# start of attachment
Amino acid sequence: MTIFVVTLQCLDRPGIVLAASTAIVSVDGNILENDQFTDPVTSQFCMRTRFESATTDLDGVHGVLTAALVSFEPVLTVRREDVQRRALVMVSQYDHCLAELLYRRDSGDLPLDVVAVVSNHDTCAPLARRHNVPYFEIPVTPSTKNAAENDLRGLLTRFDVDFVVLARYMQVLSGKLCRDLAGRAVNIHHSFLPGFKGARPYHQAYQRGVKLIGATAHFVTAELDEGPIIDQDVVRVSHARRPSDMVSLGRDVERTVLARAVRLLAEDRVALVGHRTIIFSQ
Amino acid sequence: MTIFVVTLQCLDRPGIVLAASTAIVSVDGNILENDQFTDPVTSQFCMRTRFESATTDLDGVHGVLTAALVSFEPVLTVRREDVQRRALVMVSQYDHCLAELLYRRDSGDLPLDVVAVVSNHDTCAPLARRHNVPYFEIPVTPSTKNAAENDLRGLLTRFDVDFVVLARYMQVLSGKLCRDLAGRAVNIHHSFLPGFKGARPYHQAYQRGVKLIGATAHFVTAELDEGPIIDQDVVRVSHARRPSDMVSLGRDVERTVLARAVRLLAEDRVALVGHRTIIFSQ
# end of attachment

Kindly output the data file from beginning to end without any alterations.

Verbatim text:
Amino acid sequence: MTIFVVTLQCLDRPGIVLAASTAIVSVDGNILENDQFTDPVTSQFCMRTRFESATTDLDGVHGVLTAALVSFEPVLTVRREDVQRRALVMVSQYDHCLAELLYRRDSGDLPLDVVAVVSNHDTCAPLARRHNVPYFEIPVTPSTKNAAENDLRGLLTRFDVDFVVLARYMQVLSGKLCRDLAGRAVNIHHSFLPGFKGARPYHQAYQRGVKLIGATAHFVTAELDEGPIIDQDVVRVSHARRPSDMVSLGRDVERTVLARAVRLLAEDRVALVGHRTIIFSQ
Amino acid sequence: MTIFVVTLQCLDRPGIVLAASTAIVSVDGNILENDQFTDPVTSQFCMRTRFESATTDLDGVHGVLTAALVSFEPVLTVRREDVQRRALVMVSQYDHCLAELLYRRDSGDLPLDVVAVVSNHDTCAPLARRHNVPYFEIPVTPSTKNAAENDLRGLLTRFDVDFVVLARYMQVLSGKLCRDLAGRAVNIHHSFLPGFKGARPYHQAYQRGVKLIGATAHFVTAELDEGPIIDQDVVRVSHARRPSDMVSLGRDVERTVLARAVRLLAEDRVALVGHRTIIFSQ